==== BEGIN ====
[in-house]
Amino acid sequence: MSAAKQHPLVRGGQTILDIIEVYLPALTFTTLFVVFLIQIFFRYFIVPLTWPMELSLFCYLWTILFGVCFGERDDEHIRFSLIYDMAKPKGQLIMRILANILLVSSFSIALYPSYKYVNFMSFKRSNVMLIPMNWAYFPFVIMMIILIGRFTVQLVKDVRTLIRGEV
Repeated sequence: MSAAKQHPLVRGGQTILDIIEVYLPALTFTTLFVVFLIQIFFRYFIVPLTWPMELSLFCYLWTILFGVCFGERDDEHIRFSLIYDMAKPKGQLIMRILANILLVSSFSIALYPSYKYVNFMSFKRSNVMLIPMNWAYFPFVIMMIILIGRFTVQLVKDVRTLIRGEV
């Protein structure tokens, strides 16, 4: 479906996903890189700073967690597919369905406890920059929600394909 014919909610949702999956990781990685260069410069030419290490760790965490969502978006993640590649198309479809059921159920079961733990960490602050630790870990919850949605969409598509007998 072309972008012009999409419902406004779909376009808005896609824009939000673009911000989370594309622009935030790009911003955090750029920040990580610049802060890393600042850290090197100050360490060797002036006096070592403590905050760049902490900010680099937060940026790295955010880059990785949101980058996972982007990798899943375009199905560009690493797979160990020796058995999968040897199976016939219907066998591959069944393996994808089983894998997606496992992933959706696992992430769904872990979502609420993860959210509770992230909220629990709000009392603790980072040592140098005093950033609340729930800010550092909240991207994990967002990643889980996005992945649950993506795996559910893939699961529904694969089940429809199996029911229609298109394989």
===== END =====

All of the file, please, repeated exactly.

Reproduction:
[in-house]
Amino acid sequence: MSAAKQHPLVRGGQTILDIIEVYLPALTFTTLFVVFLIQIFFRYFIVPLTWPMELSLFCYLWTILFGVCFGERDDEHIRFSLIYDMAKPKGQLIMRILANILLVSSFSIALYPSYKYVNFMSFKRSNVMLIPMNWAYFPFVIMMIILIGRFTVQLVKDVRTLIRGEV
Repeated sequence: MSAAKQHPLVRGGQTILDIIEVYLPALTFTTLFVVFLIQIFFRYFIVPLTWPMELSLFCYLWTILFGVCFGERDDEHIRFSLIYDMAKPKGQLIMRILANILLVSSFSIALYPSYKYVNFMSFKRSNVMLIPMNWAYFPFVIMMIILIGRFTVQLVKDVRTLIRGEV
């Protein structure tokens, strides 16, 4: 479906996903890189700073967690597919369905406890920059929600394909 014919909610949702999956990781990685260069410069030419290490760790965490969502978006993640590649198309479809059921159920079961733990960490602050630790870990919850949605969409598509007998 072309972008012009999409419902406004779909376009808005896609824009939000673009911000989370594309622009935030790009911003955090750029920040990580610049802060890393600042850290090197100050360490060797002036006096070592403590905050760049902490900010680099937060940026790295955010880059990785949101980058996972982007990798899943375009199905560009690493797979160990020796058995999968040897199976016939219907066998591959069944393996994808089983894998997606496992992933959706696992992430769904872990979502609420993860959210509770992230909220629990709000009392603790980072040592140098005093950033609340729930800010550092909240991207994990967002990643889980996005992945649950993506795996559910893939699961529904694969089940429809199996029911229609298109394989």